By Mannix Porterfield
Draped across his vacant chair, a black ribbon inscribed with “In Memoriam” in white helped honor the late West Virginia Parkways Authority member Cameron “Cam” Lewis.
A moment of silence preceded Thursday’s monthly meeting, then another member, Doug Epling, at times choking with emotion, read a resolution honoring Lewis.
Lewis died suddenly last March 18, ending a tenure on the West Virginia Turnpike’s governing board that had begun Aug. 16, 2006.
A vice chairman of the authority, Lewis also served as chairman of the facilities committee and a member of its finance panel as well.
The 70-year-old Lewis played a key role in making improvements in the highway via the 10-year deferred maintenance program.
What’s more, Epling pointed out in the resolution, Lewis was instrumental in the construction of a new State Police detachment at Exit 95 in Charleston, which was completed a week after his untimely death.
“He was someone who always presented a professional appearance and was quick to share witty retort with his fellow members of the Parkways Authority and was always early for meetings,” Epling said.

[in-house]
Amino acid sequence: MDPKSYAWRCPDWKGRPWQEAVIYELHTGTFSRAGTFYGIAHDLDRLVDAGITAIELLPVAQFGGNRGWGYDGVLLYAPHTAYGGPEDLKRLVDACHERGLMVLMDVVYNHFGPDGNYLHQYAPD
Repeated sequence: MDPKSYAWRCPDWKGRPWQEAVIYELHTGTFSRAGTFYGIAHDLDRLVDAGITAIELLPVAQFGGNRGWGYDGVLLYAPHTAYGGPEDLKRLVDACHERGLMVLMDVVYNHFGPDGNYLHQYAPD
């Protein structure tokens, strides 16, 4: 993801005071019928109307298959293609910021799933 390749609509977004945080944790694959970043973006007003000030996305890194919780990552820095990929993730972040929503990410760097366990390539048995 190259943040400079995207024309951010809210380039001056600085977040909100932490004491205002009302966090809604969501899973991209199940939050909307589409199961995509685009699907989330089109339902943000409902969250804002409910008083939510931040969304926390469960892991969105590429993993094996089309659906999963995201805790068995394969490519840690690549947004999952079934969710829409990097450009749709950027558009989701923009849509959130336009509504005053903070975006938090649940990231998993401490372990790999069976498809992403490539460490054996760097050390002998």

Epling said his late friend always sought to provide customers of the Turnpike with “first-class travel” and supported the staff.
“He had the ability to quickly and clearly analyze problems and make decisions needed then to organize and carry out the solutions,” Epling said, reading from the resolution.
Lewis became fascinated with the Princeton-to-Charleston highway as a youngster, when he pedaled his bicycle to the edge of the roadway during the construction in the early 1950s.
His isn’t the only vacancy on the authority, however.
Philip Diserio resigned to take a seat in the House of Delegates as a Democrat representing Brooke County in District 2.
Turnpike Manager Greg Barr said he has no inkling when the two slots will be filled, pointing out the appointments must be made by Gov. Earl Ray Tomblin.
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